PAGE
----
Several changes have also been agreed to the current way of managing radio spectrum. Member States will have an obligation to ensure timely and consistent assignment of the bands which will be used for the deployment of 5G services across the EU.

Moreover, the universal service will guarantee that all EU consumers, regardless of their location or income, will be ensured the connectivity to be able to participate in the digital economy and society. The broadband communication must have at least sufficient bandwidth for using important online services, for example, internet banking and eGovernment services.

What do the new rules say about emergency services?

The Code provides that caller location information can be retrieved from both the network and, where available, from the handset itself.

In order to accommodate developments in use of new technologies the Code clarifies that the concept of emergency communications includes not only voice but also text, video and other types of communications. This also helps to improve the accessibility for end-users with disabilities to reach emergency services.

What are the new provisions in relation to public warning systems?

Recent terrorist attacks in Europe have highlighted the need for more efficient public warning systems in the Member States. In order to increase the protection of citizens in the Union, the Code therefore includes a provision to establish a system that transmits public warnings to citizens on their mobile phones.

Such a public warning system will enable citizens and travellers to be informed of imminent or developing threats in the area where they are located.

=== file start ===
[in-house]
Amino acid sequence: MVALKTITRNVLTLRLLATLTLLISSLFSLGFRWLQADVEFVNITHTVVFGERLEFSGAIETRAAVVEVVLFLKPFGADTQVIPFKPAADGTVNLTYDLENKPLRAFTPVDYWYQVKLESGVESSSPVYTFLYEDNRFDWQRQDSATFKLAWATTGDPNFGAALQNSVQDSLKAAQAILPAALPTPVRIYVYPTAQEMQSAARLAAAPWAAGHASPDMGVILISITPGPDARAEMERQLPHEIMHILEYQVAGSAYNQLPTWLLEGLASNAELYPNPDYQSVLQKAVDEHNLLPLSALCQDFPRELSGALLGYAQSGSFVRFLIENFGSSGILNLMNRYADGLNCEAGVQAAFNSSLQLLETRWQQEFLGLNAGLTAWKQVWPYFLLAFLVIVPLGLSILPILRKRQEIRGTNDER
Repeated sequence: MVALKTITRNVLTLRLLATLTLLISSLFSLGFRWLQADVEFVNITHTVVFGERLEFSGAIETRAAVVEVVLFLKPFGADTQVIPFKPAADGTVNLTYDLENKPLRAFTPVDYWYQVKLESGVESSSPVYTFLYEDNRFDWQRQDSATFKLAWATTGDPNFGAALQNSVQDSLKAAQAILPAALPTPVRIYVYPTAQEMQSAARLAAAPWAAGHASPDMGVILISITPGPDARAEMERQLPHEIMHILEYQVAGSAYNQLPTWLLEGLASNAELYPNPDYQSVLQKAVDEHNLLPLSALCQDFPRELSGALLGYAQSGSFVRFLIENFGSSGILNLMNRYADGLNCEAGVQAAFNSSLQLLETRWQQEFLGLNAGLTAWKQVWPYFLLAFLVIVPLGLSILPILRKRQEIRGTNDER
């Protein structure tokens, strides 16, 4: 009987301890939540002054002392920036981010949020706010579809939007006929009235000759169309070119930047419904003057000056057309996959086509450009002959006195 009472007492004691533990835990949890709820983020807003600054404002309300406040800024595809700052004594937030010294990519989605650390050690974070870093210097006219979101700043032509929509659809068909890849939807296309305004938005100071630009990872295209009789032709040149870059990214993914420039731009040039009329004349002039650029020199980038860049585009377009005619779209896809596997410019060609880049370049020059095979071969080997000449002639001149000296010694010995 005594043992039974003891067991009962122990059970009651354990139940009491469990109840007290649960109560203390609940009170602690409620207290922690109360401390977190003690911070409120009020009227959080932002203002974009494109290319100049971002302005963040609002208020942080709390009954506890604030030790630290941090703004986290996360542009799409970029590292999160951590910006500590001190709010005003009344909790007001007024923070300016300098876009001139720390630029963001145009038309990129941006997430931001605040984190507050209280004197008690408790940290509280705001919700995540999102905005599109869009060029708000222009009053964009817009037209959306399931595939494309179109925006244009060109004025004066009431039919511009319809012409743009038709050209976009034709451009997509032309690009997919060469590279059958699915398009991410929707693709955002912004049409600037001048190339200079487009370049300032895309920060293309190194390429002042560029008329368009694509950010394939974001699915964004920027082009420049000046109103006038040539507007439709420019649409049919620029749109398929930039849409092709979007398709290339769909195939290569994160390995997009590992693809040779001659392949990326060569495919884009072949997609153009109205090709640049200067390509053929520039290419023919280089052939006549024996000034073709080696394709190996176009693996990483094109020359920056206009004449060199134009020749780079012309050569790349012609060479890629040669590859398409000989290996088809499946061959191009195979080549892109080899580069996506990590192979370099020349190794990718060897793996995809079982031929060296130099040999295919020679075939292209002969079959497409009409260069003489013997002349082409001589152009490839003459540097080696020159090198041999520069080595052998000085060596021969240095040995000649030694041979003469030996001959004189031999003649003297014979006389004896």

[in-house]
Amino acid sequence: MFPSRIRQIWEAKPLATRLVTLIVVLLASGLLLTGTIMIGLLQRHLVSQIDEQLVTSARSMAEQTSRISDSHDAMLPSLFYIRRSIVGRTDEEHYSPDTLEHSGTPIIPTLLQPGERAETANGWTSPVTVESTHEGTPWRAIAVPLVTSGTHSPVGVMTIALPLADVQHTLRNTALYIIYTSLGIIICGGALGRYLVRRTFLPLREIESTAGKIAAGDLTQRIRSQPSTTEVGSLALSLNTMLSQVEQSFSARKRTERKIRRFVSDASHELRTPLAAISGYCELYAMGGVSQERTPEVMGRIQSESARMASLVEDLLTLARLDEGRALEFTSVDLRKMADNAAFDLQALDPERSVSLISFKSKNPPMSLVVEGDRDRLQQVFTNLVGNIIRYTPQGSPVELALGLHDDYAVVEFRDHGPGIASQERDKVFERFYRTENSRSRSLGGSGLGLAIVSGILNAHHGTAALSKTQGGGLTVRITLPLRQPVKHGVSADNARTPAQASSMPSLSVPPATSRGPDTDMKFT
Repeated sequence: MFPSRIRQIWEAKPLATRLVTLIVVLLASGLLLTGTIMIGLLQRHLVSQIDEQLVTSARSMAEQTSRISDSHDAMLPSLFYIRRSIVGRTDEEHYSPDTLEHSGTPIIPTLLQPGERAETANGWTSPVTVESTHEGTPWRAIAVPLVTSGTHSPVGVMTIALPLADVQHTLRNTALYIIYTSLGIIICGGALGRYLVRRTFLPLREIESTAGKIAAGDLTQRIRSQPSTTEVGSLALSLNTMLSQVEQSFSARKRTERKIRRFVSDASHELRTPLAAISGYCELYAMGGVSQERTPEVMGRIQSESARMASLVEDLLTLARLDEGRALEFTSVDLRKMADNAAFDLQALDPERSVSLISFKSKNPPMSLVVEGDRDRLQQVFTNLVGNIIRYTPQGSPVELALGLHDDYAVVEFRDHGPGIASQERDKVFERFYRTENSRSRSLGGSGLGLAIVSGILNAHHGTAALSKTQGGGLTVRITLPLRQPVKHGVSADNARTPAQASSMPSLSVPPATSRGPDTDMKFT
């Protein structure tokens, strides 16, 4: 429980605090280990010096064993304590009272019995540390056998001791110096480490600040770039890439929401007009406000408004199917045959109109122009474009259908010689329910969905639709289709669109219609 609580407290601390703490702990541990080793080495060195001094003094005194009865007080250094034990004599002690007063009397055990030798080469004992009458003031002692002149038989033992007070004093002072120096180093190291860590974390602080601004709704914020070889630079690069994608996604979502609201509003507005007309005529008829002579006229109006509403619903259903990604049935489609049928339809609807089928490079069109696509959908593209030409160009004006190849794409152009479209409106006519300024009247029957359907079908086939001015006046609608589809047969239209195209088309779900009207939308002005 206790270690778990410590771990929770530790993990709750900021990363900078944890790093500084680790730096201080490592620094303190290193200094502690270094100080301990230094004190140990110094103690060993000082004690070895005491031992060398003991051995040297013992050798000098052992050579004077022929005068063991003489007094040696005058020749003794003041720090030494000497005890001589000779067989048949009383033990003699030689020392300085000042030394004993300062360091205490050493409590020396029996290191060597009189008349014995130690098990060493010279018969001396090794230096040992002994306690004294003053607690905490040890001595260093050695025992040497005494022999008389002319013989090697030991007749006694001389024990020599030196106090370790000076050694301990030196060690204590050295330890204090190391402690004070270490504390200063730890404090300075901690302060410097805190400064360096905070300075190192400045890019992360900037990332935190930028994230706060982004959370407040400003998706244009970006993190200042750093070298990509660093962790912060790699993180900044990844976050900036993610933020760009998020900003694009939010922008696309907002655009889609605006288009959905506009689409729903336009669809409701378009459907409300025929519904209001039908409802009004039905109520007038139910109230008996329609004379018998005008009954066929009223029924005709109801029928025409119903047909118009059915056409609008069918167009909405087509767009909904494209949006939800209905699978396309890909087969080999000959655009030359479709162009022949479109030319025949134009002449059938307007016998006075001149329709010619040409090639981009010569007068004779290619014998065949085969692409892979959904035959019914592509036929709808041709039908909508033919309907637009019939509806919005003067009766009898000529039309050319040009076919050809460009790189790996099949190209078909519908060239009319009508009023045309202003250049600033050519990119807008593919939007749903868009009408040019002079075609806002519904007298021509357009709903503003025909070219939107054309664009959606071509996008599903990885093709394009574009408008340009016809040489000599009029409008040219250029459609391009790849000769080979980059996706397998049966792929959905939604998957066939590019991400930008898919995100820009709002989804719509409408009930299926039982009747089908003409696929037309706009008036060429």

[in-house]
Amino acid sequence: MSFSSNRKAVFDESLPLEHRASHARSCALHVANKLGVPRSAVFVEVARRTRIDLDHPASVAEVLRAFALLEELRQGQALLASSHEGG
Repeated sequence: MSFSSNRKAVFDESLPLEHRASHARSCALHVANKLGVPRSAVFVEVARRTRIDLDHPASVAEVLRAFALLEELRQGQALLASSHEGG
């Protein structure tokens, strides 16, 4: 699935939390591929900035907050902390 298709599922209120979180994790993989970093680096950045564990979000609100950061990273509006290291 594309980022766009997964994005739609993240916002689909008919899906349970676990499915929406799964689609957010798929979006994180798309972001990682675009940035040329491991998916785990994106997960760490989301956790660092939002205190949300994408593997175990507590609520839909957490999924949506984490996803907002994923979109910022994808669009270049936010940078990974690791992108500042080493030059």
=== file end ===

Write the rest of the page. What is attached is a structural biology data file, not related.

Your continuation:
Are there any changes as regards the powers of national regulatory authorities or the functioning of the Body of European Regulators for Electronic Communications (BEREC)?

The national regulatory authorities (NRAs) and other competent authorities will remain responsible for applying the new rules in each Member State. The Code also reinforces the independence and competences of NRAs, which should be in charge or at least associated in all the core telecoms regulatory tasks.

Although co-legislators did not agree to revamp BEREC and the BEREC Office into a fully-fledged agency, the mandate has been enhanced with additional tasks which are relevant for the telecoms market, such as issuing an opinion in the determination of termination rates and issuing guidelines to ensure consistency of symmetric regulation. In particular, BEREC will have a key role in supporting the Commission in exercising control that the new rules on symmetric regulation and co-investments are consistently applied across the Union.

Spectrum factsheet

Source: European Commission